During the early centuries of the church Caeser-the head of the Roman state- was considered divine. It was therefore expected of citizens of the empire to give allegiance to Caeser and to the civil religion revolving around him. Jesus followers didn’t, however, and for this failure the early Christians were called atheists-godless-and persecutions came in waves.  On page 217 of his book Simply Jesus, N. T. Wright gives us insight into why. Wright observes:

“All kingdom work is rooted in worship. Or, to put it the other way around, worshipping the God we see at work in Jesus is the most politically charged act we can ever perform. Christian worship declares that Jesus is Lord and therefore, by strong implication, nobody else is. What’s more, it doesn’t just declare it as something to be believed, like the sun is hot or the sea is wet. It commits the worshipper to allegiance, to following this Jesus, to being shaped and directed by him. Worshipping the God we see in Jesus orients our whole being, our imagination, our will, our hopes and our fears away from the world where Mars, mammon, and Aphrodite (violence, money and sex) make absolute demands and punish anyone who resists. It orients us instead to a world in which love is stronger than death, the poor are promised the kingdom, and chastity (whether married or single) reflects the holiness and faithfulness of God himself. Acclaiming Jesus as Lord plants a flag that supersedes the flags of the nations, however ‘free’ or ‘democratic’ they may be. It challenges both tyrants who think they are, in effect, divine, and the “secular democracies” that have effectively become, if not divine, at least ecclesial in that they try to do and be what the church is to do and be, without recourse to the one who sustains the churches life. Worship creates-or should create, if it is allowed to be truly itself-a community that marches to a different beat, that keeps in step with a different Lord.”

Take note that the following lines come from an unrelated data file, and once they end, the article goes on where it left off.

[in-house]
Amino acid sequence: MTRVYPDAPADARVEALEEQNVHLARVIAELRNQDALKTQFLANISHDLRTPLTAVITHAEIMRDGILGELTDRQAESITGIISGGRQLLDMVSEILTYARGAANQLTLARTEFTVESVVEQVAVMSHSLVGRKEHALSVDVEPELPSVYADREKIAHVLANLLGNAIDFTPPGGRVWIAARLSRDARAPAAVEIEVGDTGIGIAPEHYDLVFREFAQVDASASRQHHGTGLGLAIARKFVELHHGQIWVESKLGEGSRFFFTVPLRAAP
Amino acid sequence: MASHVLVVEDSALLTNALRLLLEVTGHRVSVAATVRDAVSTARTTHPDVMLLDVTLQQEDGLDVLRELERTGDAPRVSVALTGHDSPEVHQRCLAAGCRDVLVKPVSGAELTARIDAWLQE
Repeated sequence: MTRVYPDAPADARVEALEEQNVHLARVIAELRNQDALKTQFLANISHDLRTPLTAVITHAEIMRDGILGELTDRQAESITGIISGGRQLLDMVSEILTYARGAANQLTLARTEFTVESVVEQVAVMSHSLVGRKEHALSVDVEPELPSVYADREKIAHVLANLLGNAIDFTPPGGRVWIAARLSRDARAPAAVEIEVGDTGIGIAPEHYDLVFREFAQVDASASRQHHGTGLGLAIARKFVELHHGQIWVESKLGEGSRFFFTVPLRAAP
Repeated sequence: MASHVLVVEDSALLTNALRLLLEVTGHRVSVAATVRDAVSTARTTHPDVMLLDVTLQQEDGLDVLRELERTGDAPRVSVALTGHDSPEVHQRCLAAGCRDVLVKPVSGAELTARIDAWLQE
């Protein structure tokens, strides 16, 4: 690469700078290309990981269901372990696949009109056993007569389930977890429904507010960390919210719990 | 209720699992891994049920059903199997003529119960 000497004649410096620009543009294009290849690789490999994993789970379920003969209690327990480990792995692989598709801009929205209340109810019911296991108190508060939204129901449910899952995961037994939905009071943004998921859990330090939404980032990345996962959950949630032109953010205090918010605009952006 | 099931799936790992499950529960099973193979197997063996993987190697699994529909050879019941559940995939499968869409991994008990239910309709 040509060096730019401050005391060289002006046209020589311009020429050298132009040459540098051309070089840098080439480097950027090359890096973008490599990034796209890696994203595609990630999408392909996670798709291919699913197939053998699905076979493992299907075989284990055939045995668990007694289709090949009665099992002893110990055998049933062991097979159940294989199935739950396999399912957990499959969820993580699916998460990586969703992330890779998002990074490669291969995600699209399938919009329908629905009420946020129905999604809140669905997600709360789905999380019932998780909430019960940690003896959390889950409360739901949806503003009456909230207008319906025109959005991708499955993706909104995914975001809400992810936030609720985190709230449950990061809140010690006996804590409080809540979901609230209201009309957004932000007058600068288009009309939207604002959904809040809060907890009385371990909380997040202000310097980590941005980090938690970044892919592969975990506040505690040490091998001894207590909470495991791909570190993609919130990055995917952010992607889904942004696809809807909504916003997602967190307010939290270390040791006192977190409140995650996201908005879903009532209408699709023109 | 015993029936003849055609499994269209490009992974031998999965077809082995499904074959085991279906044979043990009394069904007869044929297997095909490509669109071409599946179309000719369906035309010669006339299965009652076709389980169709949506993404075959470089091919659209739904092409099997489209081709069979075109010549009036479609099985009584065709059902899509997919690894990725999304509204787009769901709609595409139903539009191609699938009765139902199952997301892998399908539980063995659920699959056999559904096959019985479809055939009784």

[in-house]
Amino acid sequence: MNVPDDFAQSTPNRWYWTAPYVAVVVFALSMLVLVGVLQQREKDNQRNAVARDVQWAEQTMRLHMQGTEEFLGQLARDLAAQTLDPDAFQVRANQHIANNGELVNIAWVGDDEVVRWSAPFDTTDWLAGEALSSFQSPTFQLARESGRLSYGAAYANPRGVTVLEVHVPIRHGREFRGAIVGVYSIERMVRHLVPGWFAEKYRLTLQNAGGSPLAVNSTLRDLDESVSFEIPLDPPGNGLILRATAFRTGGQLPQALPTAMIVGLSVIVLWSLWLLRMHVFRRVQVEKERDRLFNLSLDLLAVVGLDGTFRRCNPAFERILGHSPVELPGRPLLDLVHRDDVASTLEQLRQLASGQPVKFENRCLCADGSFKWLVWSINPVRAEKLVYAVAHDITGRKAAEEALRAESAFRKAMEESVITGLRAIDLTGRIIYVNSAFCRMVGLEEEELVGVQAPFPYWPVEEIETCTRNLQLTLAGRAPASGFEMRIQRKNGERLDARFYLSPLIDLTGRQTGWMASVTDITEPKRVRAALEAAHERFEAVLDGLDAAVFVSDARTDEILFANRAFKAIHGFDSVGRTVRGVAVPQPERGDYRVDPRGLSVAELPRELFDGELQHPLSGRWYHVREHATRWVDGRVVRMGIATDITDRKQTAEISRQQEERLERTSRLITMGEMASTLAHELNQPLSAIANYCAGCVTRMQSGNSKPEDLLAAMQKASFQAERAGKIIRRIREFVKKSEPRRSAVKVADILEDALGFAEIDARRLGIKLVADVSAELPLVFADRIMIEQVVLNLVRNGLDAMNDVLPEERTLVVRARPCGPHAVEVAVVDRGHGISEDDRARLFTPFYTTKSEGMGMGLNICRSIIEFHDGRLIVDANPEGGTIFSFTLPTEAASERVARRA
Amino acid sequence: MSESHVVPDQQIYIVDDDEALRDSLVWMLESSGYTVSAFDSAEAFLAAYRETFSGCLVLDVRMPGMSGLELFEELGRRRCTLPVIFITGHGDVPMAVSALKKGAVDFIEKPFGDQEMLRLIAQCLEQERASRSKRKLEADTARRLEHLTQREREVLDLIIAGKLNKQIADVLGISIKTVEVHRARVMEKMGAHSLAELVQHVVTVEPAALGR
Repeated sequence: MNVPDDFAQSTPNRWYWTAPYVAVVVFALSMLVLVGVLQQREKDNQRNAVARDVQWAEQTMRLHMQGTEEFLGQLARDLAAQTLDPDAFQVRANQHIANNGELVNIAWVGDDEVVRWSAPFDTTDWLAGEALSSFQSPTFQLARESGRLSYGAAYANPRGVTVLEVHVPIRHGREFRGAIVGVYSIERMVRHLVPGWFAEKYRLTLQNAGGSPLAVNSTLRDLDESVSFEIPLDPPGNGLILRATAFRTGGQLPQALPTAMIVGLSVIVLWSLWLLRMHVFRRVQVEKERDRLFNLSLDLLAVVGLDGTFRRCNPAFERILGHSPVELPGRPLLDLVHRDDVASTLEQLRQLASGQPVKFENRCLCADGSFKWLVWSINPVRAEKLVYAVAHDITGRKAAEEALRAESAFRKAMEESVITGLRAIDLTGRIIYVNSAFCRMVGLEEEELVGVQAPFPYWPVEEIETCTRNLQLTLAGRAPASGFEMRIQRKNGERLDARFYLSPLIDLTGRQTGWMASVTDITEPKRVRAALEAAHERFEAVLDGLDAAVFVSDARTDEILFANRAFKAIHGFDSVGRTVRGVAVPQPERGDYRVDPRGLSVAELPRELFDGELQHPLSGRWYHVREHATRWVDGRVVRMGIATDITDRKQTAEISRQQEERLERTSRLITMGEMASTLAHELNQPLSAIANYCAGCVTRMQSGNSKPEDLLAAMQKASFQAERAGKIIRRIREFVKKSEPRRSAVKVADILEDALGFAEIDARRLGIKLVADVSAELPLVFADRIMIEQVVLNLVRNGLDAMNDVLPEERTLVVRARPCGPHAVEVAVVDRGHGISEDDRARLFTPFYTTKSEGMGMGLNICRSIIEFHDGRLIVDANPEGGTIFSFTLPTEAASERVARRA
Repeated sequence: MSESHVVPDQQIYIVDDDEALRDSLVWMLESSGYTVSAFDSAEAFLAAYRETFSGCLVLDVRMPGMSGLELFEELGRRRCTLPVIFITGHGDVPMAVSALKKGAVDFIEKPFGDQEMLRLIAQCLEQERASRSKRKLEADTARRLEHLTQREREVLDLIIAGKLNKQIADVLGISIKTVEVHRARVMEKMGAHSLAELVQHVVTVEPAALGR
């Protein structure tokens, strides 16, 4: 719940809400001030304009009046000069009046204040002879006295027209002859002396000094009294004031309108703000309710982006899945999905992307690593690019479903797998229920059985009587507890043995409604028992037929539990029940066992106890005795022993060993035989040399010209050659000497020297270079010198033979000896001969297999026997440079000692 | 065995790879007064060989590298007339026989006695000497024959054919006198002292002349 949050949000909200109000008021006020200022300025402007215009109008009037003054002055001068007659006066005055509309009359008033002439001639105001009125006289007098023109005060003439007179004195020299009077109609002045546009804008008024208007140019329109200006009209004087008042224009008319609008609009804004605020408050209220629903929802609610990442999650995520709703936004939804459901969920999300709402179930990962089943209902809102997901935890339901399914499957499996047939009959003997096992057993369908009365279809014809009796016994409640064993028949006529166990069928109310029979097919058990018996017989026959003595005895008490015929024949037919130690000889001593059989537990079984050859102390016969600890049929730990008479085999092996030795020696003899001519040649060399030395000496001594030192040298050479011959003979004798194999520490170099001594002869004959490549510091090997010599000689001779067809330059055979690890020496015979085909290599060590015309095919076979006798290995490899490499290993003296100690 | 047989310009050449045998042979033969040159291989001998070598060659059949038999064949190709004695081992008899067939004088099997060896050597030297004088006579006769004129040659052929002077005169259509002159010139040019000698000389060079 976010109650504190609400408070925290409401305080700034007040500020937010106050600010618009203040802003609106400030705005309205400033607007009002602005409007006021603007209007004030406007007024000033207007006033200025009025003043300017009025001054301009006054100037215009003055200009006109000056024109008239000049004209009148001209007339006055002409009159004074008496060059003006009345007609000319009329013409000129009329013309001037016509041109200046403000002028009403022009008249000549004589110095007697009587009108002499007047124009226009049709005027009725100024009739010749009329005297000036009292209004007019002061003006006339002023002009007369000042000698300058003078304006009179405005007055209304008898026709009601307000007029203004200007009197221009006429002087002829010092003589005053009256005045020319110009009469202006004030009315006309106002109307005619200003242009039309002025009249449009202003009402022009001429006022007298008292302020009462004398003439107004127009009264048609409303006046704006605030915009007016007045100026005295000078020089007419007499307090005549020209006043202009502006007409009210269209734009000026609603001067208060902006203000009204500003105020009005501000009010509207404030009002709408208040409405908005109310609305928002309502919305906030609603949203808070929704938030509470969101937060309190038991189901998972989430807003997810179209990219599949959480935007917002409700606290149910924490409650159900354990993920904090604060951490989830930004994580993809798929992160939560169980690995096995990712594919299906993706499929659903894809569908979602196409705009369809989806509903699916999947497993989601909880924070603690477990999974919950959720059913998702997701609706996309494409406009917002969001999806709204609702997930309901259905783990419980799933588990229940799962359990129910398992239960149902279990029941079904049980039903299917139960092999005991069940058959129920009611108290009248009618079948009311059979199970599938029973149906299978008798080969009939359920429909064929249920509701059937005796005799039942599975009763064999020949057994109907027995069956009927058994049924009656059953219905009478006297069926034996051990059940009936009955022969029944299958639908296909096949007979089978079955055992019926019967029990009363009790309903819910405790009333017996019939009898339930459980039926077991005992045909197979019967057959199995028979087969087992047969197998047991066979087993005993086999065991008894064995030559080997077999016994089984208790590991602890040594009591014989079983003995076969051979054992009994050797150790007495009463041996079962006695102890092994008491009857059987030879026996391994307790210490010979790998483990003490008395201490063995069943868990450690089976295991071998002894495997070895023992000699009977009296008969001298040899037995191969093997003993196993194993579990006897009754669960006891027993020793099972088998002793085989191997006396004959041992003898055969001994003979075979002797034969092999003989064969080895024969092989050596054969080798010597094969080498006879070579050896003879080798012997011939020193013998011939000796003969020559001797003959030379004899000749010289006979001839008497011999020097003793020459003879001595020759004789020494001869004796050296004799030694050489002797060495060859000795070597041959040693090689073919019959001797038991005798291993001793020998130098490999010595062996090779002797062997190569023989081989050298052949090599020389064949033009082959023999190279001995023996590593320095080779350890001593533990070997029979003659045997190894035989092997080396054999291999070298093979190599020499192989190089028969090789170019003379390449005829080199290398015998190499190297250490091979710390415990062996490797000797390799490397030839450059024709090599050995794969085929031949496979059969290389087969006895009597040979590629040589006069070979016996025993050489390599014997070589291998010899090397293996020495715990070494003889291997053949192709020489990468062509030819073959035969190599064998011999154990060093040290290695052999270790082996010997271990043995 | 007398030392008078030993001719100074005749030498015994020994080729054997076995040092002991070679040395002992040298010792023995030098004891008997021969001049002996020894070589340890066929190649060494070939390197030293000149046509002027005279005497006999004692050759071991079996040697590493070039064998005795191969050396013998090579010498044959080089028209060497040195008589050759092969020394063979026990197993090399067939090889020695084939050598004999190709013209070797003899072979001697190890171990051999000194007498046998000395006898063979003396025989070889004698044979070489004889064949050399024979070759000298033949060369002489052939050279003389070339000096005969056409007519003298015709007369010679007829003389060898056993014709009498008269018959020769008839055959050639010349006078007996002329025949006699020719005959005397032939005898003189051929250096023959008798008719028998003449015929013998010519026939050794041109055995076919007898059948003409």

Put another way, to proclaim Jesus as Lord, to worship him as Lord and to obey and follow His teachings is politically subversive, for to do so is to declare that Caesar, SCOTUS, or any other earthly power, AREN”T.

The implications of this are staggering!!